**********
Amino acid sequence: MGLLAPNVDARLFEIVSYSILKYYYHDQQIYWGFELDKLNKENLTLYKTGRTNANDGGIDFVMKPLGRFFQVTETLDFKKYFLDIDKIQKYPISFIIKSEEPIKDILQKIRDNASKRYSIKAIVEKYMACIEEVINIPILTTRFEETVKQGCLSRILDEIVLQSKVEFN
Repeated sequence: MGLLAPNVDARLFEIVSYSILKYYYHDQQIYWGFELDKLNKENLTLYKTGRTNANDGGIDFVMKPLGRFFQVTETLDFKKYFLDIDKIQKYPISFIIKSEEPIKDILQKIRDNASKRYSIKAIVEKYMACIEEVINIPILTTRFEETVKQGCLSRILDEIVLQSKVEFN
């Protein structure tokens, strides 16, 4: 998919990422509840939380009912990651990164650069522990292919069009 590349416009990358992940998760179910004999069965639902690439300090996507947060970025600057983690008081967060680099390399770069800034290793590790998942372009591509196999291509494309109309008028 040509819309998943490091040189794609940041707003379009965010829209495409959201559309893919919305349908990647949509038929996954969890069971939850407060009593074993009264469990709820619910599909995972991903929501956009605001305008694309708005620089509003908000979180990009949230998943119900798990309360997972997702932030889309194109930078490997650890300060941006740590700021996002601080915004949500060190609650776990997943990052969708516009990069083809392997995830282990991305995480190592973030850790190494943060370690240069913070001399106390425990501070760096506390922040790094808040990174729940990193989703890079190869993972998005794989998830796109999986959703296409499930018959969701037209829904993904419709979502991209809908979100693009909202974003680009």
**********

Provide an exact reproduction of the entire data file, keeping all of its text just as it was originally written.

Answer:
Amino acid sequence: MGLLAPNVDARLFEIVSYSILKYYYHDQQIYWGFELDKLNKENLTLYKTGRTNANDGGIDFVMKPLGRFFQVTETLDFKKYFLDIDKIQKYPISFIIKSEEPIKDILQKIRDNASKRYSIKAIVEKYMACIEEVINIPILTTRFEETVKQGCLSRILDEIVLQSKVEFN
Repeated sequence: MGLLAPNVDARLFEIVSYSILKYYYHDQQIYWGFELDKLNKENLTLYKTGRTNANDGGIDFVMKPLGRFFQVTETLDFKKYFLDIDKIQKYPISFIIKSEEPIKDILQKIRDNASKRYSIKAIVEKYMACIEEVINIPILTTRFEETVKQGCLSRILDEIVLQSKVEFN
């Protein structure tokens, strides 16, 4: 998919990422509840939380009912990651990164650069522990292919069009 590349416009990358992940998760179910004999069965639902690439300090996507947060970025600057983690008081967060680099390399770069800034290793590790998942372009591509196999291509494309109309008028 040509819309998943490091040189794609940041707003379009965010829209495409959201559309893919919305349908990647949509038929996954969890069971939850407060009593074993009264469990709820619910599909995972991903929501956009605001305008694309708005620089509003908000979180990009949230998943119900798990309360997972997702932030889309194109930078490997650890300060941006740590700021996002601080915004949500060190609650776990997943990052969708516009990069083809392997995830282990991305995480190592973030850790190494943060370690240069913070001399106390425990501070760096506390922040790094808040990174729940990193989703890079190869993972998005794989998830796109999986959703296409499930018959969701037209829904993904419709979502991209809908979100693009909202974003680009």